Certain topics should be left off the table during Thanksgiving dinner—politics, religion, Cubs talk in Cardinals country. But one discussion we do need to have while all of our loved ones are together under one roof is our family health history.
Granted, no one wants to talk about cancer and diabetes while reaching for another helping of turkey and dressing. Once the last piece of pumpkin pie is eaten, the dishes have been cleared, and the tryptophan starts settling in, it’s the perfect time to get to the roots of your family tree.
The importance of your family’s health history
More than 6,000 health disorders are fueled by genetics—if one or more of your family members has a chronic disease, like breast or ovarian cancer, colorectal cancer, heart disease, diabetes, or arthritis, your risk for it increases significantly.
While you can’t change your genes, you can better understand them in order to make smarter decisions about your health and that of your children. Knowing your family history helps in a variety of ways:
- Unhealthy behaviors can be corrected sooner. In many cases, you can lower your risk for a chronic condition, even if you can’t completely erase it. For instance, if you know your grandfather had diabetes, it’s important you stop smoking, skip sugary foods and drinks, and be more active.
- Screening recommendations may be adjusted. Many women start getting mammograms at age 40, but if your mother or grandmother was diagnosed with breast cancer before age 50, you might want to begin screening earlier or even undergo genetic counseling to determine if you carry the BRCA breast cancer gene.
- Genetic testing can be done prior to pregnancy. If you or your partner has a family history of congenital disorders, developmental disabilities, or genetic diseases, such as sickle cell anemia or Tay-Sachs disease, knowing what to test for helps you address or even prevent potential health issues.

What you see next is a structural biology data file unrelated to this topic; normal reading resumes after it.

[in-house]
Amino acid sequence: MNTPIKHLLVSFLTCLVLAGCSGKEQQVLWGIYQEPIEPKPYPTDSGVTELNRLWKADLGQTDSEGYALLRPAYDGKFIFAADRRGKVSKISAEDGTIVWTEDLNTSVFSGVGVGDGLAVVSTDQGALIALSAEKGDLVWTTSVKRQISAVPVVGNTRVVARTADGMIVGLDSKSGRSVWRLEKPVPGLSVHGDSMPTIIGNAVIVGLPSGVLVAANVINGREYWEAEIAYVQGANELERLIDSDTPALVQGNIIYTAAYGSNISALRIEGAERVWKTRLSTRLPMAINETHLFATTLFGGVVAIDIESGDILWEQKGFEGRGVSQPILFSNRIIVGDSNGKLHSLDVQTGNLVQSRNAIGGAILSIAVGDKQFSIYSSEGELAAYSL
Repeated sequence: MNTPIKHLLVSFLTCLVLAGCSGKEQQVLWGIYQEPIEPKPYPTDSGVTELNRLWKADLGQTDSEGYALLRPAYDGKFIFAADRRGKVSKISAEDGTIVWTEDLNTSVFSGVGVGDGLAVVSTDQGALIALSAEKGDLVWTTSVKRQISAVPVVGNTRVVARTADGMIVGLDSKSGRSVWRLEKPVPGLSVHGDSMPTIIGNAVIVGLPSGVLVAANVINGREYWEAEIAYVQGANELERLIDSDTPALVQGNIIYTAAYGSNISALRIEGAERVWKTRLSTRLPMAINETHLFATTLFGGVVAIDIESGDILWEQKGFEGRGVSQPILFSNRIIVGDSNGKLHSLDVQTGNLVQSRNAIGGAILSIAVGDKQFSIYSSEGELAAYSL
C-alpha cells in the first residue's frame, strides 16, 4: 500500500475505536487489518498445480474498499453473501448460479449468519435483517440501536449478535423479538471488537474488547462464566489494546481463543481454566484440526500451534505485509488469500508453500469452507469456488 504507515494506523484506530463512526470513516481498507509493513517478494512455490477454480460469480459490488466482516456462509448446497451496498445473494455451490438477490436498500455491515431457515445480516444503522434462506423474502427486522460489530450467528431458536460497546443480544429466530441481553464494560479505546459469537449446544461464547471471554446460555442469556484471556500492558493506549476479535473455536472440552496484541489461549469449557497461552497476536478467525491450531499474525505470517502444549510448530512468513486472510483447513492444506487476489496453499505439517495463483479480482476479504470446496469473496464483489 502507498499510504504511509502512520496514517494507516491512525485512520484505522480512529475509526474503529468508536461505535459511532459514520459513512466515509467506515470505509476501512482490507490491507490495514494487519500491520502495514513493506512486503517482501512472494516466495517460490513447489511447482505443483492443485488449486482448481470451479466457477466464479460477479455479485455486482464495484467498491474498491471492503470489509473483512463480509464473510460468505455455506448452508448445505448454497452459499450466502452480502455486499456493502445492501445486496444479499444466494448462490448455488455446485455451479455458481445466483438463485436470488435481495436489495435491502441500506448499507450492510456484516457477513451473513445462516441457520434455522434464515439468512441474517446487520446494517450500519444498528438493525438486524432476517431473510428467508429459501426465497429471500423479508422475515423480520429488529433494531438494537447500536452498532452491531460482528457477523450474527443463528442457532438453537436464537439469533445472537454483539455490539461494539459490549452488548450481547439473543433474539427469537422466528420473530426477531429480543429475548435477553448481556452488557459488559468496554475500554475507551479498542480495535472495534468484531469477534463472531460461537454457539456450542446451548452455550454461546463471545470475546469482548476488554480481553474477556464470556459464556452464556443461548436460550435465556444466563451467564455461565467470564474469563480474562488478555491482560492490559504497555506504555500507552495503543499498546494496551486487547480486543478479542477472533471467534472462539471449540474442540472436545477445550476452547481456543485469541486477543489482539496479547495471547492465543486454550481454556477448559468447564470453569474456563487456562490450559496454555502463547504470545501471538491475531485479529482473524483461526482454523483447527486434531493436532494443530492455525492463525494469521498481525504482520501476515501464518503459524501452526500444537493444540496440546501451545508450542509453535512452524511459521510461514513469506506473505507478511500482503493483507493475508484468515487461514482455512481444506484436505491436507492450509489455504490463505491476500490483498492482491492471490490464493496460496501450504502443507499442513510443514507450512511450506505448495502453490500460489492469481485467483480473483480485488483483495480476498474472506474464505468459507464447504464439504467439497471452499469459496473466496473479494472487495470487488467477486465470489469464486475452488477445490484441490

Start talking now to protect your family down the road
Unfortunately, many individuals aren’t aware of their risk of genetic conditions, because 1) family members keep their health issues to themselves, and 2) it can be hard to track down the health history of loved ones who have passed away.
Since 2004, the U.S. Surgeon General’s office has recognized Thanksgiving Day as National Family Health History Day to address the importance of understanding the hereditary factors that could affect your family’s well-being. This November 28, take 10 minutes out of the celebration to ask your parents, siblings, grandparents, and other blood relatives the following questions:
- Do you currently have any chronic health conditions like heart disease, diabetes or high blood pressure? Have you battled a serious disease, such as cancer? At what age were you diagnosed?
- Have you suffered from an acute health emergency, such as a stroke or heart attack? What year did it occur?
- Have you been diagnosed with any mental health issues—for instance, depression or anxiety?
- Do you suffer from any allergies, including those caused by food, pet dander or medications? How does your body react to these allergens?
- If a relative has passed away, do you know if they ever suffered from a serious health condition? What was the cause of their death, and at what age did they pass away?
- What is the ancestry of our family, or where did our ancestors emigrate from? (For example, the risk of cystic fibrosis is especially high in Caucasian individuals of German descent).
All answers should be written down and provided to your fellow family members. Or, to make easier, input all of the data into the Surgeon General’s online My Family Health Portrait, which allows you to update information anytime, pass your family’s health history on to loved ones, or print out a hard copy to share with your healthcare provider so they can determine your risk for certain illnesses.
In less than 20 minutes, you can have an important conversation that could save your family members’ lives and get right back to enjoying a day of football, parades, and leftovers!